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Tartuffe

Molière
Space Productions
The Space
(2011)

Tartuffe publicity photo

What do you get when you cross a con artist, a patriarchal husband and a family full of colourful characters? Tartuffe, Molière's best loved comedy, and this latest adaptation by Space Productions captures a lot of the play's humour, although maybe a little bit too well.

Tartuffe is about a suspicious religious man, here a faith healer complete with gaudy gospel, who has found his way into a wealthy family.

Apart from the family father who won't hear a bad word spoken against him, everyone else has an instinctive dislike of this supposed spiritual leader and the household begins to crack under Tartuffe's hand-wringing.

This production holds nothing back, from its bright-neon costumes to the over-the-top acting to the high paced dialogue. Tartuffe is a farce so everything has to be bold and powerful and exaggerated, and here there are certainly no half measures.

This frenetic atmosphere works extremely well at first, with every character clearly identifiable as the rowdy servant or the whiny daughter or the callous mother-in-law, and with the jokes flowing fast and easy.

The cast are great together and, better still, it's obvious that they're enjoying themselves on stage, making it all the easier for the audience to get in on the fun. All this makes for some certifiably hilarious scenes, as well as physical comedy that is actually comic, that wouldn't work without the high level of energy that's on stage or the smart directing.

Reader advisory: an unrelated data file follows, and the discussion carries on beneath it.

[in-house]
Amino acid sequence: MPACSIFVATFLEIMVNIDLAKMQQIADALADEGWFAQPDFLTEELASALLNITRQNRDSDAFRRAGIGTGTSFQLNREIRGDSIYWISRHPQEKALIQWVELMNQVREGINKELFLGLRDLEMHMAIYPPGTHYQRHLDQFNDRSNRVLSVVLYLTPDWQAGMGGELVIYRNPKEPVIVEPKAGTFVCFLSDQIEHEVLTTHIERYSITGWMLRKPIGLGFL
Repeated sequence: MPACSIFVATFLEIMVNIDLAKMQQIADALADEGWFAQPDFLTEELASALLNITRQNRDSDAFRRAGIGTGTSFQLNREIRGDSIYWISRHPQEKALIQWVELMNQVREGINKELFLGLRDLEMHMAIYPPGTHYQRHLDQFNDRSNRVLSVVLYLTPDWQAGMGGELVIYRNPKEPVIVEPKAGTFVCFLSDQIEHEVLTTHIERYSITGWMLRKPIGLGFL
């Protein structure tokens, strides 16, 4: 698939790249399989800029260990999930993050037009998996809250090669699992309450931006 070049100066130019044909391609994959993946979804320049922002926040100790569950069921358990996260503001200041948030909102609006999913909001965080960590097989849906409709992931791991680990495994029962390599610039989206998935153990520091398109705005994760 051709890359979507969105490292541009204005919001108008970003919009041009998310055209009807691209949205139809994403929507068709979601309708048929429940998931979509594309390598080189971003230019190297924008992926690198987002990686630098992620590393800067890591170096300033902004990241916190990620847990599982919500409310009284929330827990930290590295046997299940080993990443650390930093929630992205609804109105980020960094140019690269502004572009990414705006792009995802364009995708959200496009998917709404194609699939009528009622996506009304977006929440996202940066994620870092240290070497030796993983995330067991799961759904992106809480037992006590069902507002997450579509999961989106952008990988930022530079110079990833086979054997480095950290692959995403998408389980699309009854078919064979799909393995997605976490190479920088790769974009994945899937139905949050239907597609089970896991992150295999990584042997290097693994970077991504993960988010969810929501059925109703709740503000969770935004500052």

Unfortunately, this production seems to have got its energy level stuck up at 11 so after a while it starts to drag. There're only some much sugar-coated laughs you can swallow and because there's no variation in tone, the action feels tiring past the first half.

Will Seaward best exemplifies this production's difficulties by being genius and irritating. He's the production's core, both in terms of the storyline, as he plays the family's maniacal patriarch, and in terms of stage momentum.

While he's fascinating and hilarious to watch at first with an impressively malleable face that becomes like a grotesque Punch and Judy doll and a domineering stage presence, by keeping his voice (and acting) too loud for too long, his style can become almost grating.

At its best this Tartuffe is high octane laughter fuelled with fireworks and neon colours. Once the buzz has worn off though, this production struggles.

Definitely a farce and definitely true to the spirit of Molière's play with some terrific acting and a great sense for what makes the script fun, this Tartuffe lacks breathing space and almost tries too hard.

"Tartuffe" is playing at the Space until 16th July.

Reviewer: Tobias Chapple